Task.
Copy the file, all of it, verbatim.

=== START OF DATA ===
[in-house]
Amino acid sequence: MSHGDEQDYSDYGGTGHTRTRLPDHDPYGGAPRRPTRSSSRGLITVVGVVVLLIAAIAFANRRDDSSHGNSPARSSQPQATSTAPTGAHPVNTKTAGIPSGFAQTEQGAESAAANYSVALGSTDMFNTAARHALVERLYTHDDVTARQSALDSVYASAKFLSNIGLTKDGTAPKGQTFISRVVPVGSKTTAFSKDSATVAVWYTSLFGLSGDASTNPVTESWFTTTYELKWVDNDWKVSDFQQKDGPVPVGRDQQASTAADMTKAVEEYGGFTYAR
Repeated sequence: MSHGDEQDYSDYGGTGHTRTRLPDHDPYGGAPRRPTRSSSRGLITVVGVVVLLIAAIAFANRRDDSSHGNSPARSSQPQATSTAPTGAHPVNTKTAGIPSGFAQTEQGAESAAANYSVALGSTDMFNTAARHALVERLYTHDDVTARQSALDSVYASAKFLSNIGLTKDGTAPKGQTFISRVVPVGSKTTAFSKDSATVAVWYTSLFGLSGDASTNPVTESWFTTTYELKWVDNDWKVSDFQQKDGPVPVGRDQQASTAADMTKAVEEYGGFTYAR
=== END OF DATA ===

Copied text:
[in-house]
Amino acid sequence: MSHGDEQDYSDYGGTGHTRTRLPDHDPYGGAPRRPTRSSSRGLITVVGVVVLLIAAIAFANRRDDSSHGNSPARSSQPQATSTAPTGAHPVNTKTAGIPSGFAQTEQGAESAAANYSVALGSTDMFNTAARHALVERLYTHDDVTARQSALDSVYASAKFLSNIGLTKDGTAPKGQTFISRVVPVGSKTTAFSKDSATVAVWYTSLFGLSGDASTNPVTESWFTTTYELKWVDNDWKVSDFQQKDGPVPVGRDQQASTAADMTKAVEEYGGFTYAR
Repeated sequence: MSHGDEQDYSDYGGTGHTRTRLPDHDPYGGAPRRPTRSSSRGLITVVGVVVLLIAAIAFANRRDDSSHGNSPARSSQPQATSTAPTGAHPVNTKTAGIPSGFAQTEQGAESAAANYSVALGSTDMFNTAARHALVERLYTHDDVTARQSALDSVYASAKFLSNIGLTKDGTAPKGQTFISRVVPVGSKTTAFSKDSATVAVWYTSLFGLSGDASTNPVTESWFTTTYELKWVDNDWKVSDFQQKDGPVPVGRDQQASTAADMTKAVEEYGGFTYAR